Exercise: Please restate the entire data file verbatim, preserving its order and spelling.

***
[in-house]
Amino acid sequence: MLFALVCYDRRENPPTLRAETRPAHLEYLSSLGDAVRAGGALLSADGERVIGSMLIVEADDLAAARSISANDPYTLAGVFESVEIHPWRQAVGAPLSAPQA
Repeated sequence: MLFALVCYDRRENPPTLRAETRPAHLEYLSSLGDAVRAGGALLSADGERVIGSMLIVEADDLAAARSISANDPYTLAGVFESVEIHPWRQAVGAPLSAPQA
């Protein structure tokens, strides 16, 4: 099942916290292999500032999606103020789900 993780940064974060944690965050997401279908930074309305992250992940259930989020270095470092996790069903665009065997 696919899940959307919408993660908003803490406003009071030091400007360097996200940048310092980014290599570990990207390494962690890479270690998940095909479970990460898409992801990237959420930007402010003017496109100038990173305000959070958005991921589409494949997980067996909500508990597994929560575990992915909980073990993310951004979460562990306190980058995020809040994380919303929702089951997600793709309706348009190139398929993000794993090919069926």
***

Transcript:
[in-house]
Amino acid sequence: MLFALVCYDRRENPPTLRAETRPAHLEYLSSLGDAVRAGGALLSADGERVIGSMLIVEADDLAAARSISANDPYTLAGVFESVEIHPWRQAVGAPLSAPQA
Repeated sequence: MLFALVCYDRRENPPTLRAETRPAHLEYLSSLGDAVRAGGALLSADGERVIGSMLIVEADDLAAARSISANDPYTLAGVFESVEIHPWRQAVGAPLSAPQA
């Protein structure tokens, strides 16, 4: 099942916290292999500032999606103020789900 993780940064974060944690965050997401279908930074309305992250992940259930989020270095470092996790069903665009065997 696919899940959307919408993660908003803490406003009071030091400007360097996200940048310092980014290599570990990207390494962690890479270690998940095909479970990460898409992801990237959420930007402010003017496109100038990173305000959070958005991921589409494949997980067996909500508990597994929560575990992915909980073990993310951004979460562990306190980058995020809040994380919303929702089951997600793709309706348009190139398929993000794993090919069926």